I was not impressed by Labour’s behaviour in this rather sordid episode as reported in the Sunday Times.  I’m not sure that dirty tactics, spreading alarm and repeated negative briefing goes down well with British voters.  This election campaign seems to be shaping up to be rather dirty.  Extremists on both sides of the main political divide may well justify this type of campaigning on the ‘for the greater good of the  party’ principle but I find it rather unpleasant.  I am certain that I am not alone on this.

Sunday Times: “LABOUR has become embroiled in a row about the use of personal data after sending cancer patients alarmist mailshots saying their lives could be at risk under a Conservative government.”

Politics Home is reporting this morning…“Mr Davis refused to be drawn on whether he’d be willing to serve as home secretary in a Conservative government, but said that the real Conservative Cameron has come out more in the past weeks with the NI plan and the marriage tax break proposal.

“We’re beginning to see a bit of the real Conservative Cameron – he’s a nice man, but he’s a Tory,” he said.

I am a bit baffled by David Davis’s remark.  It would make more sense if Nick Clegg had said it.  Is David Davis talking in code?  Is there a hidden message within the phrase… perhaps it is an anagram and revelation will come with careful study?

It appears that I was a little over refreshed on twitter last night. Just as well I am not a prospective parliamentary candidate or Gordon would sack me.

With all this serious stuff and even a bit of law on the Lord’s Day… I knew that I should have read The News of The World first as I took breakfast at the cafe… as is my usual practice.  I have caught up on my reading.  As ever, it didn’t take long for me to read NOTW and I didn’t even find something to laugh at which is most unusual….

I have a plan – a series of political podcasts

Rioja has many beneficial properties and through judicious self prescribing I came up with a plan to do a series of podcasts with political commentators, pundits, bloggers and future MPs. The angle is not to cover ‘policies’ – for others can do that far better than I would be able to and there is, in any event, a lot of coverage elsewhere… but to look at issues about politics, why the podcastees find politics so interesting, what their thoughts are on people abstaining or not bothering to vote, whether there will ever be an ‘English parliament’, whether they think the next Parliament will repair the damage to the reputation of Parliament and a host of other matters which come up in  the podcasts which I can’t predict. Politicians and political commentators are used to talking, so it will be difficult to predict – I shall do my best to keep them off pushing too much party line stuff!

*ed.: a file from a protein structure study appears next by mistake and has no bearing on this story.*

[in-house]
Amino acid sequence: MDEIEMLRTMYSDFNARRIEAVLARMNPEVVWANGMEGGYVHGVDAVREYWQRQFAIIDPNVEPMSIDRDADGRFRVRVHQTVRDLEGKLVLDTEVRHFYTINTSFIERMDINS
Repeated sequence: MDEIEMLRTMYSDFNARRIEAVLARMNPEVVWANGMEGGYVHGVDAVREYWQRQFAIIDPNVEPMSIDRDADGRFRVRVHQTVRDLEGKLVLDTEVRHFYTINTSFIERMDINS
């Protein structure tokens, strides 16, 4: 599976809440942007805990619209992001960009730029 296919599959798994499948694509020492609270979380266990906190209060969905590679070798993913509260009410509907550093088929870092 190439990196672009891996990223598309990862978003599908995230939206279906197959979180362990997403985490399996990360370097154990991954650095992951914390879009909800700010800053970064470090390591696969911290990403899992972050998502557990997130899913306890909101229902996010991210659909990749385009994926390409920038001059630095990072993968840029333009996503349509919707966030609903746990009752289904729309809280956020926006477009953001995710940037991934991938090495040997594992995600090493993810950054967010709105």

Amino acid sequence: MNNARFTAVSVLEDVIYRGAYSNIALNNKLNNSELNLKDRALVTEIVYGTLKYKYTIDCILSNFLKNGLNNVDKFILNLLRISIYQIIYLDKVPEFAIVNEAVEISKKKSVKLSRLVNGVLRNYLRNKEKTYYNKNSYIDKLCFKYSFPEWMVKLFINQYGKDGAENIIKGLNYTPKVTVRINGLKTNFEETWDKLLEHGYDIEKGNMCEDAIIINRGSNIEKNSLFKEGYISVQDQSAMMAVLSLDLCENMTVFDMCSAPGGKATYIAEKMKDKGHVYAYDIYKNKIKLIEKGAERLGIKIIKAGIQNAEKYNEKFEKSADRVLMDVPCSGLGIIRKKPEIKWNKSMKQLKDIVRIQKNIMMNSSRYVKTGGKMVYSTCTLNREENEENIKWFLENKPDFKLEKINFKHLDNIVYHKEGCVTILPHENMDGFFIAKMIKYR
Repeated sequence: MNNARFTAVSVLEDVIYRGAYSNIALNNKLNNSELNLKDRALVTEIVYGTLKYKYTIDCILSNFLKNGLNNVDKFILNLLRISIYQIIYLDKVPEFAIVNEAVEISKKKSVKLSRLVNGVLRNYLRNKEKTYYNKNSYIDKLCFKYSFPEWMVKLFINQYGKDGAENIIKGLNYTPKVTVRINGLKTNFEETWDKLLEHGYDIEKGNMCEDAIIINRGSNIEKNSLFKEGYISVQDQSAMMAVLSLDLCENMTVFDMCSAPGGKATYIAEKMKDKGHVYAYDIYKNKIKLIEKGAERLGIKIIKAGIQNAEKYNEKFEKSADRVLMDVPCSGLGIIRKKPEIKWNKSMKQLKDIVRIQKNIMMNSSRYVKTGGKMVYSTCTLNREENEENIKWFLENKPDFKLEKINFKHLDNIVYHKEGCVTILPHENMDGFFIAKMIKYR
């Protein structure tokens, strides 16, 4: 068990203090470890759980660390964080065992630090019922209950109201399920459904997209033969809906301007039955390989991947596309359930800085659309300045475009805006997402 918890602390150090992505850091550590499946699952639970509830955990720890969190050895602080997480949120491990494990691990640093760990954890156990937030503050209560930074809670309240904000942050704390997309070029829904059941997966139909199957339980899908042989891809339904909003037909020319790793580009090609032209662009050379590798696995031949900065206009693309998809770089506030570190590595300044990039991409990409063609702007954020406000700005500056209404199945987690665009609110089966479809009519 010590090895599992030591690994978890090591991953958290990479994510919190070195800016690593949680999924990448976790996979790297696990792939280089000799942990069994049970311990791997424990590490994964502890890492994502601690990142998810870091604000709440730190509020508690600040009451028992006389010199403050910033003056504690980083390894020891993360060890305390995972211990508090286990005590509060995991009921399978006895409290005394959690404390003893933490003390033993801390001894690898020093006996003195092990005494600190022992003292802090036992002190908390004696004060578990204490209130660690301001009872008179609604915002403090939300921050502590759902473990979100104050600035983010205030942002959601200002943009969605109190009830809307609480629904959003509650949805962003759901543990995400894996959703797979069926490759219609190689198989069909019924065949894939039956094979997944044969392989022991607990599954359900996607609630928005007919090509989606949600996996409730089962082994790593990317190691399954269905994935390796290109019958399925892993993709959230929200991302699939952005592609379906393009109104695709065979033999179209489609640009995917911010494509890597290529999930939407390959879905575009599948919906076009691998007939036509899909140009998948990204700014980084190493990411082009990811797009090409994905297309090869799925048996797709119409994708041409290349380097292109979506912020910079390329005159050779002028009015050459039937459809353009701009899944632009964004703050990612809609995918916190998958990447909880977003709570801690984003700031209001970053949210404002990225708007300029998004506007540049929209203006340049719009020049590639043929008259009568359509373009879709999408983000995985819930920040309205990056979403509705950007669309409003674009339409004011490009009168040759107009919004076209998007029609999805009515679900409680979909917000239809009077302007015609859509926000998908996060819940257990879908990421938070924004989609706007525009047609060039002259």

So far I have invited

Iain Dale (Tory commentator), Old Holborn (Independent), Tom Harris MP (Labour), @LazyHyena (Ed of GuyNEWS, disaffected anarcho-feminist or something) Geoffrey Woollard (Independent) and Tom Williams (Labour) who is too young to vote at this election but who has demonstrated considerable enthusiasm for politics.  I am interested in the why not so much the what – so, hopefully, the podcasts will be interesting from a very different point of view.  I do plan to ask others – I just haven’t had time to do so since yesterday.

And I just have to end with this...Hat Tip to BenjaminFGray

Caught in the act… in flagrante delicto…?

Back later… but there is a bit of sun out there… a glass of wine for a late lunch

Best, as ever

Charon